In a new large-scale study of wild bison genetics, a team of scientists funded by the U.S. National Park Service and led by the Wildlife Conservation Society (WCS) has identified practical actions to maintain the genetic health of bison herds on federal lands, setting a foundation for the successful long-term conservation of wild bison. Findings indicate that increasing the actual or effective size of existing herds, establishing large herds, or the careful exchange of individual bison between herds, is needed to maintain the genetic diversity of wild bison.

Findings of the study helped lay a foundation for the new U.S. Bison Conservation Initiative announced today by Secretary of the Interior David Bernhardt. The cooperative initiative will coordinate conservation strategies and approaches for wild American bison over the next 10 years. “Interior is uniquely positioned to lead the way for shared stewardship of this iconic American species,” said Secretary Bernhardt. “This 10-year plan will guide our collaboration with states, tribes, private conservationists and managers across public lands to advance conservation efforts and honor iconic wild bison.”

Most bison herds on federal lands are projected to lose genetic diversity without some form of genetic management. Genetic diversity underpins the ability of species to adapt to changing environmental conditions, and strengthens resilience to future environmental challenges such as outbreaks of new diseases.

Cynthia Hartway, a biologist with the Wildlife Conservation Society and lead author on the study said: “Plains bison are an iconic species, important both culturally and ecologically. This study is unique in that multiple state, federal and non-profit groups recognized the potential threat that genetic diversity loss posed to bison, and came together to investigate and ensure we’re doing all we can for their long-term conservation and survival.”

North American plains bison (Bison bison bison) once numbered in the tens of millions with a range that extended from northern Mexico to central Canada. By the end of the 1800s, a combination of commercial hunting, novel diseases, and systematic extermination had driven plains bison to the brink of extinction. By 1900, fewer than 1,000 bison remained, with under 100 animals remaining in the wild. WCS’s Bronx Zoo helped save the species from extinction thanks to reintroduction efforts in the early 1900s. Today an estimated 20,000 plains bison live in conservation herds managed by Tribes, non-profits, and government agencies across North America, with over half living on U.S. Department of Interior lands. Most of these herds are fenced and relatively small, with little to no natural movement of individuals between herds. Small, isolated populations are more vulnerable to genetic diversity loss through the process of genetic drift.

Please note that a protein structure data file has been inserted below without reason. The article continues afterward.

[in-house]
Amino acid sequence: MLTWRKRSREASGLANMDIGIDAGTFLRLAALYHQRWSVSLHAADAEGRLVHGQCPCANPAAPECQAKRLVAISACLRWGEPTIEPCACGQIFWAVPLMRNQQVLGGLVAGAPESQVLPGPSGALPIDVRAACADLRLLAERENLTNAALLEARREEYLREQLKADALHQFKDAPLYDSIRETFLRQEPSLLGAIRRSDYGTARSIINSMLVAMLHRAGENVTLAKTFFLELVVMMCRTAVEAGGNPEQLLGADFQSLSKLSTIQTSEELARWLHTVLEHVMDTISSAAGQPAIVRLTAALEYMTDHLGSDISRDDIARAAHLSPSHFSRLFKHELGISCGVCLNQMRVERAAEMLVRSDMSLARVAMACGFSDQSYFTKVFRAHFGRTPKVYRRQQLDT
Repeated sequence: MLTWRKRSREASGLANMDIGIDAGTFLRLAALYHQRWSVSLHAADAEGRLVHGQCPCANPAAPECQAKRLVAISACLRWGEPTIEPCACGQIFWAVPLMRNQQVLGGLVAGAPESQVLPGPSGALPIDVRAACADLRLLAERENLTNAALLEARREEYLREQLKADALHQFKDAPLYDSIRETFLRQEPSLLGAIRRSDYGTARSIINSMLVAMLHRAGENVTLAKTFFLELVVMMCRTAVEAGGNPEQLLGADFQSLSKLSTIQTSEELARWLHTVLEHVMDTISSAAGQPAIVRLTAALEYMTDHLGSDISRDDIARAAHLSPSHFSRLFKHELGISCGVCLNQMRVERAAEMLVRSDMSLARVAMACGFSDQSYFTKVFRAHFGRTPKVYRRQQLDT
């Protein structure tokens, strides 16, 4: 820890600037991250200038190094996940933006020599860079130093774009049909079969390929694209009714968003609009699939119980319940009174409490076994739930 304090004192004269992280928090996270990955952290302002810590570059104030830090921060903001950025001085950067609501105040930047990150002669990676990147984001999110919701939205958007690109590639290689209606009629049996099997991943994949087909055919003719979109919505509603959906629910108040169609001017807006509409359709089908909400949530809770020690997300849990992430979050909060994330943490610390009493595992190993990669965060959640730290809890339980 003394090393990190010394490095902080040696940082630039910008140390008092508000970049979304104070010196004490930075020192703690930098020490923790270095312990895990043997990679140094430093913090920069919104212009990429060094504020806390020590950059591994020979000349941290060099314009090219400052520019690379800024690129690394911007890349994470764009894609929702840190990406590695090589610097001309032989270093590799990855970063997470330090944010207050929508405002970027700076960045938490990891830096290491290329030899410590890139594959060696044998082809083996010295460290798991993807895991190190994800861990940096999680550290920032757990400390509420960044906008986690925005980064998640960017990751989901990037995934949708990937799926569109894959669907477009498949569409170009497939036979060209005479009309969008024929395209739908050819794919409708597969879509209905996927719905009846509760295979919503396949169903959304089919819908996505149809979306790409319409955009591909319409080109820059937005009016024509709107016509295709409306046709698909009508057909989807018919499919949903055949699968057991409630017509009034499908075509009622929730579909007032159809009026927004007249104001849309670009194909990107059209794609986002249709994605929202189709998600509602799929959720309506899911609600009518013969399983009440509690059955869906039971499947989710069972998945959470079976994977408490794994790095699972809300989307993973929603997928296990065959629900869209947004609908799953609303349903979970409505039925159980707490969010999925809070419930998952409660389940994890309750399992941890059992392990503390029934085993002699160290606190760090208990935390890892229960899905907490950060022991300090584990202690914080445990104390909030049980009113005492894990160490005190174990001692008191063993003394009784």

To evaluate the current genetic diversity within herds living on public lands and to determine whether coordinated genetic management is necessary to maintain diversity, the scientists worked with the U.S. National Park Service, the Fish and Wildlife Service, Parks Canada, Arizona Game and Fish, Utah Division of Wildlife Resources, and Alaska Department of Fish and Game to gather and analyze genetic data from more than 1,800 bison from 16 herds within the U.S. and two from Canada. They then projected how current conditions (current herd sizes with little to no exchange of bison between herds), and alternate management actions (including the coordinated exchange of bison between herds), affect the genetic diversity of herds over time. They found that increasing the actual or effective size of herds and periodic transfers of bison between genetically unrelated herds can conserve genetic diversity into the future.

Study co-author Brendan Moynahan, a Science Advisor for the National Park Service, said: “This cooperative research demonstrates how diverse partners can come together to directly address the important conservation issues faced by federal bison managers. Working together, we’ve set the stage to not only more effectively conserve bison genetic diversity, but to also support the ecological and cultural restoration of the wild American bison.” 

Co-author Lee Jones from the U.S. Fish and Wildlife Service said: "Building on a century of bison conservation success through innovative partnerships, this new research provides a solid, science-based foundation for restoring gene flow among the Department of Interior’s bison conservation herds."

WCS plans to extend the project to examine additional conservation herds from throughout the United States, Canada, and Mexico, and WCS’s Bronx Zoo is currently working to establish a large herd of bison for rewilding programs. Cynthia Hartway: “This project provides a great framework for developing partnerships across political and social boundaries that can ensure the genetic health of not just individual herds, but the long-term survival of wild bison as a whole, and fostering broader ecological and cultural restoration of bison.”

The study titled “Long-term Viability of Department of the Interior Bison Under Current Management and Potential Metapopulation Management Strategies” was conducted in partnership with the U.S. National Parks Service can be found here. The study was published by the U.S. Department of the Interior and authors include Cynthia Hartway (Wildlife Conservation Society), Amanda Hardy (National Park Service), Lee Jones (US Fish and Wildlife Service), Brendan Moynahan (National Park Service), Kathy Traylor-Holzer (International Union for the Conservation of Nature), Blake McCann (National Park Service), Keith Aune (formerly of Wildlife Conservation Society), Glenn Plumb (International Union for the Conservation of Nature).